Joseph Rice, Bank Chief Who Fought Hostile Takeover, Dies at 93

Joseph A. Rice in 1988. “The prospect of a Wild West shooting spree is not an admirable one in our business,” he said of Bank of New York’s hostile bid for the Irving Bank Corporation, which he led as chief executive.

Joseph A. Rice, who, as the head of a New York bank in the 1980s, played a leading role in a corporate battle that shook up an industry that had mostly avoided such fights, died on Jan. 8 at his home in New Paltz, N.Y. He was 93.

His death was confirmed by his son Philip.

Joseph Rice was the chairman and chief executive of the Irving Bank Corporation in 1987 when a regional rival, the Bank of New York, made a hostile takeover offer, a startling move in an industry known at the time for its genteel business codes.

Mr. Rice, mild-mannered by nature, fought the deal and warned against such aggressive tactics. “The prospect of a Wild West shooting spree is not an admirable one in our business,” he said.

But Bank of New York refused to take no for an answer. The battle lasted for more than a year, becoming the longest-running takeover fight in American business history to that point. Irving Bank drew on every resistance tool in the corporate armory, culminating in a close proxy fight.

In the end, the prey succumbed. Irving Bank’s board agreed to sell in 1988, striking a deal that made Bank of New York the nation’s 12th-largest bank.

The corporate fight took a toll on Mr. Rice, who retired after the acquisition, his son Philip said.

“When you consider the roots of Irving Trust, going back to the 19th century — to be the last guy presiding over a bank with that kind of history was quite sad for him,” Philip Rice said.

Joseph Albert Rice was born in Cranford, N.J., on Oct. 11, 1924, to Louis Rice, a teacher, and the former Elizabeth Michael. He attended Rensselaer Polytechnic Institute, in Troy, N.Y., and earned master’s degrees in industrial engineering and government from New York University.

Mr. Rice began his professional life as an aeronautical engineer. Seeking management experience, he took a job at IBM, where he ran an operations division at the start of the mainframe era.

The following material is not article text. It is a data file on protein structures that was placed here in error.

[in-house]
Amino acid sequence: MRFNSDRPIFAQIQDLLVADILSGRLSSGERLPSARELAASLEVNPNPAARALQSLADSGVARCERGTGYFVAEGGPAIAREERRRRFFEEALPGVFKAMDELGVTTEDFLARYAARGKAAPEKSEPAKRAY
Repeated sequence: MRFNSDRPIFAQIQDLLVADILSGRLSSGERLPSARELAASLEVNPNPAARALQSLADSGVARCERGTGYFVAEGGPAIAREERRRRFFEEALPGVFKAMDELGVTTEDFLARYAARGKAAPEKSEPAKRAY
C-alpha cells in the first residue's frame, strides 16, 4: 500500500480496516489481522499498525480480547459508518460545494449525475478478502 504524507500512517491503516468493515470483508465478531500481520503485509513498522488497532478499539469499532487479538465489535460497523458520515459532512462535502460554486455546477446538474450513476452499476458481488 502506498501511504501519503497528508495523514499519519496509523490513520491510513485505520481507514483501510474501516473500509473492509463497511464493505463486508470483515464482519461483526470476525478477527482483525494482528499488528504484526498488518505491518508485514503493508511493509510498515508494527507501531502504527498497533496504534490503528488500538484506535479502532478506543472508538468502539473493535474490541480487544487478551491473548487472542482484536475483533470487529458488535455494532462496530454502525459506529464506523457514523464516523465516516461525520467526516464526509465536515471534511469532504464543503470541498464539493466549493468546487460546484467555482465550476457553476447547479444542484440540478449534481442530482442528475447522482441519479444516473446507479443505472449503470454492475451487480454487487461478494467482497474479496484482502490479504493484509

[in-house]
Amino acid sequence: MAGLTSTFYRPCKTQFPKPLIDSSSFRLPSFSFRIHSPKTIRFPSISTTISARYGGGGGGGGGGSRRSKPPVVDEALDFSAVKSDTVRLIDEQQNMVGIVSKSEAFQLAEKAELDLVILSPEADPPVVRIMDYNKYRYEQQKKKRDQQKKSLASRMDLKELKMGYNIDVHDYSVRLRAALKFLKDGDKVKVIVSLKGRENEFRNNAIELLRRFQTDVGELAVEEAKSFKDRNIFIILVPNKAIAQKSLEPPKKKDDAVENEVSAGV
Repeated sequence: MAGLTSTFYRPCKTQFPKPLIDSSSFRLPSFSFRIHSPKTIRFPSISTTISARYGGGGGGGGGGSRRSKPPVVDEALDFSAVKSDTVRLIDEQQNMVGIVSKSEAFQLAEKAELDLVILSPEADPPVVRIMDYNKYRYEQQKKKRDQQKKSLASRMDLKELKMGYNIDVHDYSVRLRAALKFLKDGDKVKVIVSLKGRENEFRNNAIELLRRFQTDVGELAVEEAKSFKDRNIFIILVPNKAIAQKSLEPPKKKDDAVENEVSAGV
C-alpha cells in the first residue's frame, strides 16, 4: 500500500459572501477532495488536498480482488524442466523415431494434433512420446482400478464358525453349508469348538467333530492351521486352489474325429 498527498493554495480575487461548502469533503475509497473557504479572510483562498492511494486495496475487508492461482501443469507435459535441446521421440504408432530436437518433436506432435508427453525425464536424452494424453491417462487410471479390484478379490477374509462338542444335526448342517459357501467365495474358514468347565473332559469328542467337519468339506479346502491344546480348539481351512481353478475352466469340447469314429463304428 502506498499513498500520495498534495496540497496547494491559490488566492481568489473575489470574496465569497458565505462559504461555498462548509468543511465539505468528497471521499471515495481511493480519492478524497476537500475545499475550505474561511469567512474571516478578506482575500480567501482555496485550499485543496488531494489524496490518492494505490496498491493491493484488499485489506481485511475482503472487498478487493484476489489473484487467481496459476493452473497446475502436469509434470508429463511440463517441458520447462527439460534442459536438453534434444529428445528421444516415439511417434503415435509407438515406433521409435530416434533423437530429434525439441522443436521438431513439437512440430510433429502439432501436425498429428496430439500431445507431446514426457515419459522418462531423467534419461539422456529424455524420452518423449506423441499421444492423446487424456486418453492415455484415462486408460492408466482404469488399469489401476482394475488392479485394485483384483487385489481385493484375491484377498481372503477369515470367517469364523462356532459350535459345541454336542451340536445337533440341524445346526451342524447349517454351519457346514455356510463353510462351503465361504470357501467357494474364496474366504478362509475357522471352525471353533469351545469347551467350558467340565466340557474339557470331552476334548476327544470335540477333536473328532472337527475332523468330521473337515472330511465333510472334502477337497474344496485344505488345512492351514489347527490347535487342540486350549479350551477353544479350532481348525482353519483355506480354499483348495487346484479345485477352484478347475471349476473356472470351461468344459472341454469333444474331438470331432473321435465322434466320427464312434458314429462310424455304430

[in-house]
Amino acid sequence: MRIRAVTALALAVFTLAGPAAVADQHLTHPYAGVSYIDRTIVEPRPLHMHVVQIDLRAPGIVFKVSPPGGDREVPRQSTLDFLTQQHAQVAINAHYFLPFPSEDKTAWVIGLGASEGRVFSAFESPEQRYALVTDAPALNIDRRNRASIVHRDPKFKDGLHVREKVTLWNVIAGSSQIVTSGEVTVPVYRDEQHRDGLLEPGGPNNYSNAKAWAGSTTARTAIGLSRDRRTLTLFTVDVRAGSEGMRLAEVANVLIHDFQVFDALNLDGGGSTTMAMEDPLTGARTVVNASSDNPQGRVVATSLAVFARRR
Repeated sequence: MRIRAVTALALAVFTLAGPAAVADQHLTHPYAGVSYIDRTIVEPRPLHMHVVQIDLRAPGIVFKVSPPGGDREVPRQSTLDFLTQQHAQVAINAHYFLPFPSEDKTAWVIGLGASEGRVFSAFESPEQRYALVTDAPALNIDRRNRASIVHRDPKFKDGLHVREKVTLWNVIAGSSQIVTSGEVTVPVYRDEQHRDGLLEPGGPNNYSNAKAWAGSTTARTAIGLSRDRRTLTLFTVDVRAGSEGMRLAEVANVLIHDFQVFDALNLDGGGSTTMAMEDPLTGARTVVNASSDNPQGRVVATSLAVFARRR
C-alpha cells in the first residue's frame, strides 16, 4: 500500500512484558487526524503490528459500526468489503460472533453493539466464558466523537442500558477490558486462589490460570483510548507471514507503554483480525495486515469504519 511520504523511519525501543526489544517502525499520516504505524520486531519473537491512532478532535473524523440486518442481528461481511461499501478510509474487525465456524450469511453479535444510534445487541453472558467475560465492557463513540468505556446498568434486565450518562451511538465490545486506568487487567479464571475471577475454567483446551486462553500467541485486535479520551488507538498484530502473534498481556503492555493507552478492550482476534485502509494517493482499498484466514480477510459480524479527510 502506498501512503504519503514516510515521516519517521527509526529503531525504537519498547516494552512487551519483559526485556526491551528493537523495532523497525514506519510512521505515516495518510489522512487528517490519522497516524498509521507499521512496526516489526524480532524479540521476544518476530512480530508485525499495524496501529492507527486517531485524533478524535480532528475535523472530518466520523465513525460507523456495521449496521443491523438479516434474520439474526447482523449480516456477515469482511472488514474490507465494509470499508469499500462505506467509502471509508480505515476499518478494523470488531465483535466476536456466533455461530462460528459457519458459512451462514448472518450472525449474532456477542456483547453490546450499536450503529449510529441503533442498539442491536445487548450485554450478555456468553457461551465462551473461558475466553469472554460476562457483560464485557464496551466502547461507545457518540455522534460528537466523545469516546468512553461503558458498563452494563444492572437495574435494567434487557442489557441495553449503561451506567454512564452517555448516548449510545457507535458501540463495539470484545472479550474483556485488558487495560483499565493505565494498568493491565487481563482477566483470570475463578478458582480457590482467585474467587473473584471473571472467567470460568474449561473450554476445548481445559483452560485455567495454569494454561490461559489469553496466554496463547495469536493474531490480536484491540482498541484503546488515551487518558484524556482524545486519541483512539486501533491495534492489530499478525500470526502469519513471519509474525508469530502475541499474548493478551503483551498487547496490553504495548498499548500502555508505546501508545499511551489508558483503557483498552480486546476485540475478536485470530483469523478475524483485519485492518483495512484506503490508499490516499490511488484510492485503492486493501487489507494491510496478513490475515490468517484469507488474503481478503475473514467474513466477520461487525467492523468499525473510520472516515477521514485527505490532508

His banking career was something of a reinvention. He moved into the financial field after striking up a friendship with Irving Bank’s chairman at the time, Gordon T. Wallis, during their train commutes between Manhattan and Westchester County. Mr. Wallis persuaded Mr. Rice to join the bank, and later turned the leadership reins over to him.

Mr. Rice remained active in business after his retirement and continued commuting into New York City nearly every day, his son said. He served on the boards of several public companies, including Avon Products and Apache Corporation, and was the chairman of the John Simon Guggenheim Memorial Foundation’s board of trustees from 1997 to 2013.

His business career took him to 57 countries. He was often accompanied on those trips by his wife, Katharine Wolfe Rice, whom he married in 1948 and who was known as Kay. She died in 2013.

In addition to his son Philip, Mr. Rice is survived by two other sons, Walter and Alan; a daughter, Carol Rice; a grandson; and two step-grandsons.

Bank of New York, now BNY Mellon, remains one of America’s biggest banks. Had the dice fallen differently, Irving Bank might have been the surviving entity. A few years before Bank of New York made its unsolicited bid, Irving’s management had floated the idea of acquiring its rival.

“My father was a gentleman,” Philip Rice said. “When they weren’t interested, he just said ‘O.K.,’ and let it go.”

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